Carnatic Music and Bharatanatyam dance
Faculty of Business and Law
Project Lead: Roopa Aruvanahalli Nagaraju (Staff project funded in Round 1)
Carnatic Music and Bharatanatyam dance are Indian classical art forms, believed to have originated around 200 BCE. These art forms are cultural foundations of South India and S. E Asia and there is a strong emphasis on learning at least one of these art forms from a young age in South Indian and Sri Lankan Tamil families.
In UK, due to migration and displacement, the number of South Indians and Sri Lankan Tamils has increased considerably. This increase has led to the formation of local communities and support businesses that are actively encouraging the learning and performing of Carnatic Music and Bharatanatyam dance. Coventry, with its large South Indian and Sri Lankan Tamil diaspora, is developing as an important centre for learning and promoting Carnatic music and Bharatanatyam dance. The city is leading the development of an ecosystem that is currently sustaining the art forms both culturally and economically. Using qualitative interviews and stakeholder analysis, this research aims to map this ecosystem with a view to establish Coventry as a major hub for Carnatic music and dance learning in the UK and to ideate the hosting an annual Carnatic music and dance festival in Coventry from 2020.
There are multiple benefits to various stakeholders through this project. Firstly, the ethnic minority community in Coventry, West Midlands and Warwickshire will directly benefit from this project. Typically, children start learning Bharatanatyam or other format of Carnatic music from a very young age and they usually learn the art for an average of 15 years. This long commitment helps them to become confident, develop perseverance and shape their personalities. Secondly, it benefits the teachers of this art form. It creates self-employment opportunities, which in turn supports the local economy. Bharatanatyam requires particular types of costume and other props and there is a lack of access to quality products. Currently there is just one shop in Coventry, which sells these items, but as when the visibility and the number of performances increase, it will create scope for further enterprises to supply the demand. Local business in food and hospitality industry will benefit from proposed Carnatic music festival, as people will travel from all over Europe to Coventry. The university will also benefit from its increase in brand value, the role it plays in building better communities, support for businesses and a source of knowledge exchange and creation for this art form.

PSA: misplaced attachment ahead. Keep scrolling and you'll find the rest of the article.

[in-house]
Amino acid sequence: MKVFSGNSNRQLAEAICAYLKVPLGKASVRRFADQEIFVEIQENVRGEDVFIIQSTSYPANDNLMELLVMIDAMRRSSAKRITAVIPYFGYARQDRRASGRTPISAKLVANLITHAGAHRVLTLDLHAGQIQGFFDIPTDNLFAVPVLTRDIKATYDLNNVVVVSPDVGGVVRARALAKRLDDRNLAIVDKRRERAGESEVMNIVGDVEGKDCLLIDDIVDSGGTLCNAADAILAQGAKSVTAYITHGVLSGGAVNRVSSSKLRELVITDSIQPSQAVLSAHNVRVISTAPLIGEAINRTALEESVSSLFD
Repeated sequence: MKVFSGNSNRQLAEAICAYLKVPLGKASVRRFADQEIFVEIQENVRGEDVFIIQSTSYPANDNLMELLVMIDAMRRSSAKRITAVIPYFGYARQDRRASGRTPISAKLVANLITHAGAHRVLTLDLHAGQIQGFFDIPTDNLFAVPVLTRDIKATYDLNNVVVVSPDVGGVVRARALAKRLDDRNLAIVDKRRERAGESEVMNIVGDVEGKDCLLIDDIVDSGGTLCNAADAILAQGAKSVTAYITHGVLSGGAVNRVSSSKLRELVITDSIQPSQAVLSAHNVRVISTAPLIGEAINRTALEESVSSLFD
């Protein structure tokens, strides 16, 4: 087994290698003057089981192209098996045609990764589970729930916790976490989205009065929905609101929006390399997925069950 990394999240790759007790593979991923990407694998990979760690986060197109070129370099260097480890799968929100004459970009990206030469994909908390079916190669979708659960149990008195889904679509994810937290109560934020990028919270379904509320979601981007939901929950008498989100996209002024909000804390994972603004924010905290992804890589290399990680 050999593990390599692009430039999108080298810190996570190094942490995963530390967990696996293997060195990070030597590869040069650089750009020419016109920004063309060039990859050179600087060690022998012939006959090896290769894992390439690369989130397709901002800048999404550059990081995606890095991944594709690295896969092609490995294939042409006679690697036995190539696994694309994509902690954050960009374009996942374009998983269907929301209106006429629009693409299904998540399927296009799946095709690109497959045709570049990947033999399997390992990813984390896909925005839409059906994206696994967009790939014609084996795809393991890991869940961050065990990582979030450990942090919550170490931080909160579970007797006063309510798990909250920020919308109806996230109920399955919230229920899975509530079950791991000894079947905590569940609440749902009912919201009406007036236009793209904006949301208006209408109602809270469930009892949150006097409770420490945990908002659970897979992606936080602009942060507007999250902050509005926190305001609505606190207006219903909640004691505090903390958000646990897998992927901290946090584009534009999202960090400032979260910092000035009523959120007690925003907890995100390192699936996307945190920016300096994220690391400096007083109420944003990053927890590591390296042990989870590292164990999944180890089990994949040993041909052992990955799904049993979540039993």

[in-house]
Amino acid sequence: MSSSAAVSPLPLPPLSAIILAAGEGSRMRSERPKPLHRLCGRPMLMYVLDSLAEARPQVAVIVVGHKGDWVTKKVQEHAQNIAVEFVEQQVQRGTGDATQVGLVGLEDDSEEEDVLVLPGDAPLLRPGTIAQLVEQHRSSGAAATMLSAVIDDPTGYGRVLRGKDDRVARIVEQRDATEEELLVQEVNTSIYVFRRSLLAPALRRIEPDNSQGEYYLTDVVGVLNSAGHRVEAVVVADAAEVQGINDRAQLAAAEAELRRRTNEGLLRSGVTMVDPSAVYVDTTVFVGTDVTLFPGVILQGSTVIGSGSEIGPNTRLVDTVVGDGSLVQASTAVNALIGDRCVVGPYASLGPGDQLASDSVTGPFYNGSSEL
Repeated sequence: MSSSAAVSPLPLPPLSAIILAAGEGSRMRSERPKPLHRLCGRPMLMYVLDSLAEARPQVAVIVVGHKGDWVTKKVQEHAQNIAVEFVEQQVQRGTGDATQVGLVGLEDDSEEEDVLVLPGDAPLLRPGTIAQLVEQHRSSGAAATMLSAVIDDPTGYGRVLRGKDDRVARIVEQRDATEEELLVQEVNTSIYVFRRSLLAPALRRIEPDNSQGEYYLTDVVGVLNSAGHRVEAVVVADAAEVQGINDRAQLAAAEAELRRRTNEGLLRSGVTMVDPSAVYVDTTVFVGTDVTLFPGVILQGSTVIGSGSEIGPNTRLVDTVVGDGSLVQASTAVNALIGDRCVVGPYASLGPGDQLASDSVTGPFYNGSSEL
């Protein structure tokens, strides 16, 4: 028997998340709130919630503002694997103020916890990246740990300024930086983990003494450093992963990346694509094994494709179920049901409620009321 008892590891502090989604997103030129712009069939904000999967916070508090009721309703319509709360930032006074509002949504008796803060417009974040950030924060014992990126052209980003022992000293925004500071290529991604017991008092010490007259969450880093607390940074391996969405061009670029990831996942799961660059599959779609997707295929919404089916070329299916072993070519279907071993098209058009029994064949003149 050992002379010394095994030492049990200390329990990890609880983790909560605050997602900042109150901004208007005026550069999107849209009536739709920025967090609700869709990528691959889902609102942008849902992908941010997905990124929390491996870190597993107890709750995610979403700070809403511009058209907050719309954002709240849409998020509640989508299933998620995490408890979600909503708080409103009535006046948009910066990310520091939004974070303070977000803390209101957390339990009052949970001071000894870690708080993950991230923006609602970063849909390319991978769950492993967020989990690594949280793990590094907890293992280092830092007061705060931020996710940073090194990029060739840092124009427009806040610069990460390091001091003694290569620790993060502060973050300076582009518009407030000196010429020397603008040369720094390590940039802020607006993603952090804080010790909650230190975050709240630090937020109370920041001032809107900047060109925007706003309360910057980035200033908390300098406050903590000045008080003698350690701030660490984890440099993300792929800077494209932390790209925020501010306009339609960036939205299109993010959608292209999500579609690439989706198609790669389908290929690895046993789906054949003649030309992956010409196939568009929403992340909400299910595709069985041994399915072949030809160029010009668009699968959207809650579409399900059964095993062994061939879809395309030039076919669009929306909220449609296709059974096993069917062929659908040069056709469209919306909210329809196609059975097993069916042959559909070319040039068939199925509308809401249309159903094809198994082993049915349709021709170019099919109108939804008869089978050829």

This project aimed to ideate and execute the Carnatic music festival in 2020 in partnership with community organisations. This will elevate Coventry as the centre in UK and Europe for learning and performing Carnatic music and dance. This will help to increase the brand value of Coventry as a cultural hub of UK. It will highlight the cultural contribution of south Indians and Sri Lankan Tamils to UK and over a period of time Coventry can become a European hub for Carnatic music and dance.
A reference to the success of this art form outside India is Cleveland Thyagaraja Festival in US. The festival has become the largest gathering of Carnatic musicians and Bharatanatyam dancers, outside India. The festival is organised in partnership with local community, businesses and Cleveland University. What started as a two-day festival is currently run over for 10 days, that not only contributes to the growth of local economy but also as a node for experimentation and fusion of western and eastern music and dance forms. Coventry can aim to replicate this success in Europe and with the active participation of universities and local communities and businesses, the future sustainability of the event can be ensured.
The festival was postponed due to COVID-19 so further updates will be available once the event has taken place.